Alcohol, the Fetus and Fetal Alcohol Syndrome
An education misdirected?
A college paper by Kirk Van-Beer
(Written from the a Child and Youth Care Counsellors point of view.)
Fetal Alcohol Syndrome (FAS), is something whose mere mention implies different things to different people. It is a 'syndrome' immersed in stereotypes by the North American society in which we live, the majority of which are sadly negative. In the paper that follows, though written from a North American perspective, I will refrain from examining the specifics of these stereotypes, for to acknowledge them would only give them attention that I do not believe that they deserve in the context of this article.
This paper is about FAS and the way we, as a North American society, educate people about its known, and possible, causes. The paper is split into six sections. It begins by looking at a history of the discovery of FAS and Fetal Alcohol Effects, (FAE) and goes on to define each to avoid confusion within the paper. Having dealt with descriptions of FAS/FAE, it briefly examines four articles that offer a contrasting view to that of the mother being soley responsible for a child with it, by showing that alcohol is a teratogen on the sperm, and suggesting that this may effect the fetus. The paper then offers a suggestion as to why FAS/FAE is seen to be such a social and societal leper by comparing its public awareness to the initial awareness of Acquired Immuno Deficiency Syndrome (AIDS) in the 1970's and 80's, and suggesting that a different approach is needed to the education of the subject. The conclusion is very deliberate.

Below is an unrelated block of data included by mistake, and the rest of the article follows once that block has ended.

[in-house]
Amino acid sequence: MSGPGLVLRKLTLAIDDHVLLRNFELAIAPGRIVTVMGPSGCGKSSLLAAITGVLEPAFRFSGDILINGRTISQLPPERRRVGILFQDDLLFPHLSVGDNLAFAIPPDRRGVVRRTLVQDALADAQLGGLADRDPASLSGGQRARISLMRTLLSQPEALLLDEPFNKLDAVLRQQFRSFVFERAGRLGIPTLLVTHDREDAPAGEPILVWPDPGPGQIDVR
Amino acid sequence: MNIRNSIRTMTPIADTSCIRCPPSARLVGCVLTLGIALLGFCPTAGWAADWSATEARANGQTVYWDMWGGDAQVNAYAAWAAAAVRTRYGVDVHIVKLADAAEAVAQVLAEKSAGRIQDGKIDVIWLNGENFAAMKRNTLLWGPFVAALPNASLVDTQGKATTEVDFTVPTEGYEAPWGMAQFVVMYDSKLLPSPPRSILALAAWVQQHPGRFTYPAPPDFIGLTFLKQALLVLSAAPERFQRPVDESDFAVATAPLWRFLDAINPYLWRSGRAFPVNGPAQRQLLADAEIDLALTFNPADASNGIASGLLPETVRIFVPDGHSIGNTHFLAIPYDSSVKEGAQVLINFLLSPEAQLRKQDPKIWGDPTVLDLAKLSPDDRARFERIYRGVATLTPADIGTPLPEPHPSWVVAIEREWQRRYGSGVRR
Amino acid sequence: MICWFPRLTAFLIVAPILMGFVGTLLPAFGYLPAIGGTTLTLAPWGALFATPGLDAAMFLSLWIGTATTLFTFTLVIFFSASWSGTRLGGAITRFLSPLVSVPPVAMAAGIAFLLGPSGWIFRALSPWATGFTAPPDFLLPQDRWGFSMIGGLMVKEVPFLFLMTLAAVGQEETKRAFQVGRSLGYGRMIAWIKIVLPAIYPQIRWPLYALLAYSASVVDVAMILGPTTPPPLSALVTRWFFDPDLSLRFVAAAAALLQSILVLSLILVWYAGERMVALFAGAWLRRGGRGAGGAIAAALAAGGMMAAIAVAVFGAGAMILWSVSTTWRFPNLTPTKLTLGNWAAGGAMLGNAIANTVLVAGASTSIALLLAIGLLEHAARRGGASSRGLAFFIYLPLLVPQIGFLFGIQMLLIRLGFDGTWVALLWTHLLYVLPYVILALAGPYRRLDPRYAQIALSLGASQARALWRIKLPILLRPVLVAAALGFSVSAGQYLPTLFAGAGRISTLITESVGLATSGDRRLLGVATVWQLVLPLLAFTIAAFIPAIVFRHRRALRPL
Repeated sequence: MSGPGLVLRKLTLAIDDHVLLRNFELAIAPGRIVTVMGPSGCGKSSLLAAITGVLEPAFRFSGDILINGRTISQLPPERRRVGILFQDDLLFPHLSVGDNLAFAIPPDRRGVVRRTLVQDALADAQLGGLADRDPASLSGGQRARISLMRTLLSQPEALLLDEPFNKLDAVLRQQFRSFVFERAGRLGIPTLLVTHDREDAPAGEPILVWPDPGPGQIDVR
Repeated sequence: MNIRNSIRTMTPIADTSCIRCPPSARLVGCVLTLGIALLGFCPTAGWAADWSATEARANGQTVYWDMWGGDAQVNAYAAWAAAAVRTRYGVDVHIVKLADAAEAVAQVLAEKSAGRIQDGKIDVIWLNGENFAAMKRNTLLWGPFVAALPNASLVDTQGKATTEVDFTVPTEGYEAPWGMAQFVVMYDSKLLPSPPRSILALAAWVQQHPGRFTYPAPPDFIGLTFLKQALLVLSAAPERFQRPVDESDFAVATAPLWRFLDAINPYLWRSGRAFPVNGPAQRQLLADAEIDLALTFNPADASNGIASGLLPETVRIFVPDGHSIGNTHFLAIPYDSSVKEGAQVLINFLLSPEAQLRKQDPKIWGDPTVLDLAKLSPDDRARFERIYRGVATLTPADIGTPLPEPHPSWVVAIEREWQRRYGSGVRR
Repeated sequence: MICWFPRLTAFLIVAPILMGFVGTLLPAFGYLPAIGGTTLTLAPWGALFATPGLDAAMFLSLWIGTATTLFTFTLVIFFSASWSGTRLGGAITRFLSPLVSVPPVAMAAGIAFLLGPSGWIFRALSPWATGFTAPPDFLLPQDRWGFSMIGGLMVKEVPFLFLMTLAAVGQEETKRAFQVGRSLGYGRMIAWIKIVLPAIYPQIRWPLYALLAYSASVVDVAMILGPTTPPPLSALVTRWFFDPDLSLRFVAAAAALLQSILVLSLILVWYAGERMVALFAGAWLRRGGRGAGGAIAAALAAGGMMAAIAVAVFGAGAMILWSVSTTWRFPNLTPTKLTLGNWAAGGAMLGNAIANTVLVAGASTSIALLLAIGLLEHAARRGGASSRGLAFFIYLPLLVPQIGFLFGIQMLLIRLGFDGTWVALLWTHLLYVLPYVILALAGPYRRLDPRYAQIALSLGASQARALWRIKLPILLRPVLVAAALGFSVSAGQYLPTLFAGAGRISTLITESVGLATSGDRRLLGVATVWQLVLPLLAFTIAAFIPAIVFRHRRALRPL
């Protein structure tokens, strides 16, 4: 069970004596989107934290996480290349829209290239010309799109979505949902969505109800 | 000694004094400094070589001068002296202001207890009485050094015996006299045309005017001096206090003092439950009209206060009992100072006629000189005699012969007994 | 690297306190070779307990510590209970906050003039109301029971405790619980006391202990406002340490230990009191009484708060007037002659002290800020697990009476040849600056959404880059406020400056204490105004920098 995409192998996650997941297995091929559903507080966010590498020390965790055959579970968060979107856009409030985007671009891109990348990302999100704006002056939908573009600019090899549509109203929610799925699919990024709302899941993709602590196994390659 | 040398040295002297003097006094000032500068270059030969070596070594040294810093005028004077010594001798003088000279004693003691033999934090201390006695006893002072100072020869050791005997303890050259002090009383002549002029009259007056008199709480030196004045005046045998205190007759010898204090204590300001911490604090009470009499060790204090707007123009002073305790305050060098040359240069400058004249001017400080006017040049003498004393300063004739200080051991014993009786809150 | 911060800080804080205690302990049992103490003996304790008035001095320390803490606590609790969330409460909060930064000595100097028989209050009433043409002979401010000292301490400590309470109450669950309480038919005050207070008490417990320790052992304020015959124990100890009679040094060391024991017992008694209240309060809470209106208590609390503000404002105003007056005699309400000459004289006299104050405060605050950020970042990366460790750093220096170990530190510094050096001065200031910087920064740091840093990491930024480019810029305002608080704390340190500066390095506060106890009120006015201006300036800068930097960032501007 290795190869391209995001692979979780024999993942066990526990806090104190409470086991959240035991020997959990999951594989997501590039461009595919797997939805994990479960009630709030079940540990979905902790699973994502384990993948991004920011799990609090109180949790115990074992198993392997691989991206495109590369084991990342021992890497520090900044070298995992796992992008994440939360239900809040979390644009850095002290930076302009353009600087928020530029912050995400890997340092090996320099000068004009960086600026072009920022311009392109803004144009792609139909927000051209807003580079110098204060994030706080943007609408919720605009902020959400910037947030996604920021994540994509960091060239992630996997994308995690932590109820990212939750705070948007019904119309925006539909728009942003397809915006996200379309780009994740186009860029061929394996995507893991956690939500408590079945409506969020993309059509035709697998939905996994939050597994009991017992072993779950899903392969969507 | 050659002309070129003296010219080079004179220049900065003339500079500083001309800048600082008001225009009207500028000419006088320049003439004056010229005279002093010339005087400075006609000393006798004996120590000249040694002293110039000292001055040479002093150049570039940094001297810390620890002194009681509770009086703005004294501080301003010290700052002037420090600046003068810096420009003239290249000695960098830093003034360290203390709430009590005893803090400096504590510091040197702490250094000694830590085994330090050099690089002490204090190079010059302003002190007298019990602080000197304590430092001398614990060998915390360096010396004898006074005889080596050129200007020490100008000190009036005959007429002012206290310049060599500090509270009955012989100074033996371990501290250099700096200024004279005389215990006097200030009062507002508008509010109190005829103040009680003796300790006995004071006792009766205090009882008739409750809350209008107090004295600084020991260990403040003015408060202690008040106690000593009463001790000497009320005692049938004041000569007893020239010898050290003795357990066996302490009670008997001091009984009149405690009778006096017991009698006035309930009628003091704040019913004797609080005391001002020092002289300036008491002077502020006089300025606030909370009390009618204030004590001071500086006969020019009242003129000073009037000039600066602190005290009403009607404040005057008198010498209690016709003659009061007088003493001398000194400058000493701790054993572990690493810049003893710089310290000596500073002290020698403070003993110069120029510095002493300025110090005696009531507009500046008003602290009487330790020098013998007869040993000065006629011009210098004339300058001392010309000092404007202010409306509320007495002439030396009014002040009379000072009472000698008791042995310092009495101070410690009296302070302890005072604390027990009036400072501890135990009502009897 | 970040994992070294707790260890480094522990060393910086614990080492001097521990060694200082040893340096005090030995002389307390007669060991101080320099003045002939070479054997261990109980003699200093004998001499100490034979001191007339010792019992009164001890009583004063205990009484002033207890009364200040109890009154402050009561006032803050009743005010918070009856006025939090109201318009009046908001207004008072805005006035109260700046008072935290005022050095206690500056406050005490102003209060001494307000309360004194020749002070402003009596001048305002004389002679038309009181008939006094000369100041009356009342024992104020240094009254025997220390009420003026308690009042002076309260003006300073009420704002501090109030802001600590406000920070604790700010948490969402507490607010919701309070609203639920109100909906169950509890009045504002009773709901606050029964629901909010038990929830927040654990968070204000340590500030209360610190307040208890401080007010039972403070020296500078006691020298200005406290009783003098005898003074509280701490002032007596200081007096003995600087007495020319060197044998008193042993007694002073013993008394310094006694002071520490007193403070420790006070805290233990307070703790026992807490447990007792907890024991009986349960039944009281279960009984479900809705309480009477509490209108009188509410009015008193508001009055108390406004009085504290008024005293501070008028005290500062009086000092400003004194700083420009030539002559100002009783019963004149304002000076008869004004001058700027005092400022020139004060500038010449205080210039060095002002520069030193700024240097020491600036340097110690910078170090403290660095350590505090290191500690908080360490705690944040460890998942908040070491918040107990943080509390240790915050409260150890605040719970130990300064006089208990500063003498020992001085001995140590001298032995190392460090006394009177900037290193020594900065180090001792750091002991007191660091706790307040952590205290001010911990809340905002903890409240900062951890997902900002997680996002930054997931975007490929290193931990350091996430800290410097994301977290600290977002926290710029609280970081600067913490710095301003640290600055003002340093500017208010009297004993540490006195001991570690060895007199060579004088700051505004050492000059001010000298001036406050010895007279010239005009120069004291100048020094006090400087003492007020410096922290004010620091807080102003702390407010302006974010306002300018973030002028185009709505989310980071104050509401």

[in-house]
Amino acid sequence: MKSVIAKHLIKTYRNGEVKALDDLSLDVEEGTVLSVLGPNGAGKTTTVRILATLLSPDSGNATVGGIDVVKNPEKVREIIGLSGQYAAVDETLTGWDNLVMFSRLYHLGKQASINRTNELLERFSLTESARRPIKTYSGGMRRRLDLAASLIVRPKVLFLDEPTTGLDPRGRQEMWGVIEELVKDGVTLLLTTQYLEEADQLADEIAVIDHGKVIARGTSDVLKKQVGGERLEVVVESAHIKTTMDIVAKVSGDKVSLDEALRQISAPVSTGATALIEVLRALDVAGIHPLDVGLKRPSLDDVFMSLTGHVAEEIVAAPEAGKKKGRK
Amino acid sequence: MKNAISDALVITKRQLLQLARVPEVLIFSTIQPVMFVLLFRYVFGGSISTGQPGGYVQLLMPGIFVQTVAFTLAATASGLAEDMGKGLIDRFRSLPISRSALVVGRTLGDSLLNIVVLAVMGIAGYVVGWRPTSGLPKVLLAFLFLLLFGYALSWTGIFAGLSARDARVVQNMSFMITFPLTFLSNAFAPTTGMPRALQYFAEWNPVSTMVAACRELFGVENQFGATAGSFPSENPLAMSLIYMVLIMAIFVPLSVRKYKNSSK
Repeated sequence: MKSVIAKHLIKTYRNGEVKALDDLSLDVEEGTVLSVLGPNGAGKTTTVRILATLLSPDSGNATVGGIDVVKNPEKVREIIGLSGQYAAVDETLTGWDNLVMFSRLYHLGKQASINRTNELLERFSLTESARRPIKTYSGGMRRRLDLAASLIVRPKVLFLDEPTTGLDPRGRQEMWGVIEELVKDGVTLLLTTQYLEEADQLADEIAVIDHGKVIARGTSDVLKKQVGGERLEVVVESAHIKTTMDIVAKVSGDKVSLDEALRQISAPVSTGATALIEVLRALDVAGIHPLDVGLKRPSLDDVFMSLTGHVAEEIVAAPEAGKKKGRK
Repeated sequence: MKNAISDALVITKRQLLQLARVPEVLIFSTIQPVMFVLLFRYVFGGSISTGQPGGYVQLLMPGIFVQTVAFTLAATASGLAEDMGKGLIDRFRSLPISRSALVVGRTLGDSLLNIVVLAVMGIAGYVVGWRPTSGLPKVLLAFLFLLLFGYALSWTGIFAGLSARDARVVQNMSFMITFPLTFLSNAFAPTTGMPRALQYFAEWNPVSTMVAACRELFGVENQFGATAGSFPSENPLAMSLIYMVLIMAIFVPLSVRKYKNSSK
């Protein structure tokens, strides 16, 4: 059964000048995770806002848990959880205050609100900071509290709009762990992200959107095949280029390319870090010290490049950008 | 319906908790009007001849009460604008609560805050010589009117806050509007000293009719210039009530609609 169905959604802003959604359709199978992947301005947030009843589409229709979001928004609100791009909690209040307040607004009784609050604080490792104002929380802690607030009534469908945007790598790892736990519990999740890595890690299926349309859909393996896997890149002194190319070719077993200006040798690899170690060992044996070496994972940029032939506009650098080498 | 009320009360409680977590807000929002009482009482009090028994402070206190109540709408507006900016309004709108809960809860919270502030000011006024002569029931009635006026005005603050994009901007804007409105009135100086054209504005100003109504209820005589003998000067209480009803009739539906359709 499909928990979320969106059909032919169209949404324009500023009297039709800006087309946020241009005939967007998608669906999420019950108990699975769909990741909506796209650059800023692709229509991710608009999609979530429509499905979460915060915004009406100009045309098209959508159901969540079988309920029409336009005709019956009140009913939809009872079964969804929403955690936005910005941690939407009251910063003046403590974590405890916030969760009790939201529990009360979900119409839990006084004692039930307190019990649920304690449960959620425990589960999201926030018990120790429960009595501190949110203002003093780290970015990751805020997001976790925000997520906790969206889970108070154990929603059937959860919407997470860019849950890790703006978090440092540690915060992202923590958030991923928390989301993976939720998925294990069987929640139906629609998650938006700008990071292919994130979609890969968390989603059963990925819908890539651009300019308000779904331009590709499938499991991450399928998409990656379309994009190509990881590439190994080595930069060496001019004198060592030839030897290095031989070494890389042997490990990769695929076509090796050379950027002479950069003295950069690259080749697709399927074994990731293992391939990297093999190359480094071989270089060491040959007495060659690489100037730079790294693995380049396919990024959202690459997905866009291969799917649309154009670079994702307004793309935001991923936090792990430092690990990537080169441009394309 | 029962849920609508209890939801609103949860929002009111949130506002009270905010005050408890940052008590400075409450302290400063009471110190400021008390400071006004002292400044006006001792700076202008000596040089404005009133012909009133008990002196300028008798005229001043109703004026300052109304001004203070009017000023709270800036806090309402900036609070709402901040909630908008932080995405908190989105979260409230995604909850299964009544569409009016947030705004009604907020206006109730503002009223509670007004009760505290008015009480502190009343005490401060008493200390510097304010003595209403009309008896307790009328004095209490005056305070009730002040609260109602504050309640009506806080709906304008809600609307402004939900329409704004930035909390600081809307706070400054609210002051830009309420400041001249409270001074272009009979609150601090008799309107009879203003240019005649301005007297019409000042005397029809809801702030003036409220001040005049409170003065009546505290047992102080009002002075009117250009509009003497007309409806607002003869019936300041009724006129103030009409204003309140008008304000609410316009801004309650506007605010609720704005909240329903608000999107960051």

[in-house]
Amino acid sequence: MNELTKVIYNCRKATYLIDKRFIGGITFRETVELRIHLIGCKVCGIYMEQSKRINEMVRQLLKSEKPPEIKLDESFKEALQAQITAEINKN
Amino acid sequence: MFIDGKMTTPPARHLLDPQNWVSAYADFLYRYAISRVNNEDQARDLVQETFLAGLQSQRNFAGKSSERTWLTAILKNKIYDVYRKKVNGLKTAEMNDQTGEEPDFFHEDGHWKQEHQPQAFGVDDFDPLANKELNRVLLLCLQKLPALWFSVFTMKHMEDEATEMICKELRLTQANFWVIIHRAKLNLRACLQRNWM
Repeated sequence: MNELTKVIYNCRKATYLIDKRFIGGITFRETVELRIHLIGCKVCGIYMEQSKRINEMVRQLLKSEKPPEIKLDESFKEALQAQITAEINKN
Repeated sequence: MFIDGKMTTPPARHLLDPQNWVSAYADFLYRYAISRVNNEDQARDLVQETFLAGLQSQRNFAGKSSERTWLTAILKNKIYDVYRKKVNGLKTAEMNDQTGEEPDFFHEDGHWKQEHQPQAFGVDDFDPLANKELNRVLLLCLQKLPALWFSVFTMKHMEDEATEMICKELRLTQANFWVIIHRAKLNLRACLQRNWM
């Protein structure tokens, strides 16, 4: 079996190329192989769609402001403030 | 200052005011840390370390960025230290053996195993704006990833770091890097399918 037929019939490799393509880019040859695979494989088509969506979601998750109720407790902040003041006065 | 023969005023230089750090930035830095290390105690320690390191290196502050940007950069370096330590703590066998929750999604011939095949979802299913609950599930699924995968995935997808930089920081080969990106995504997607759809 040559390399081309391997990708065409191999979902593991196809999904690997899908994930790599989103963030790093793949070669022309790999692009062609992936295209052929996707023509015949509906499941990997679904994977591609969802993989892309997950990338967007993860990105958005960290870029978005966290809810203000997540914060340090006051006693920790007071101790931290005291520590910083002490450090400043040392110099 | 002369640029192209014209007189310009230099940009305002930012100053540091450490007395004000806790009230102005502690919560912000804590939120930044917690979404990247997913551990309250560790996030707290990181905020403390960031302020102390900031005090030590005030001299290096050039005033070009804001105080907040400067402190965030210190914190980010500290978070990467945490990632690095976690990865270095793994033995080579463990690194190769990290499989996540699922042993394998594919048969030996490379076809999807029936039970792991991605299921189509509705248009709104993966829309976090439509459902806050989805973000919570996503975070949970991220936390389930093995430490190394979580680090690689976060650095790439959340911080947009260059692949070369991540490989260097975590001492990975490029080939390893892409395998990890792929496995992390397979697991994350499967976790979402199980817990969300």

This paper does not try to give specific answers to the questions on FAS and our education of it. To do so would need a much longer and larger paper than is applicable to this assignment.. The idea of what follows is to give an overview of what we currently teach people around FAS and FAE and to show that from information that is now starting to be slowly become available, that we need to re-examine just what we are teaching. Whether or not the education that currently give people around this subject is fair and accurate remains to be seen. My hope is that this paper at least gives the reader food for thought.
A brief history: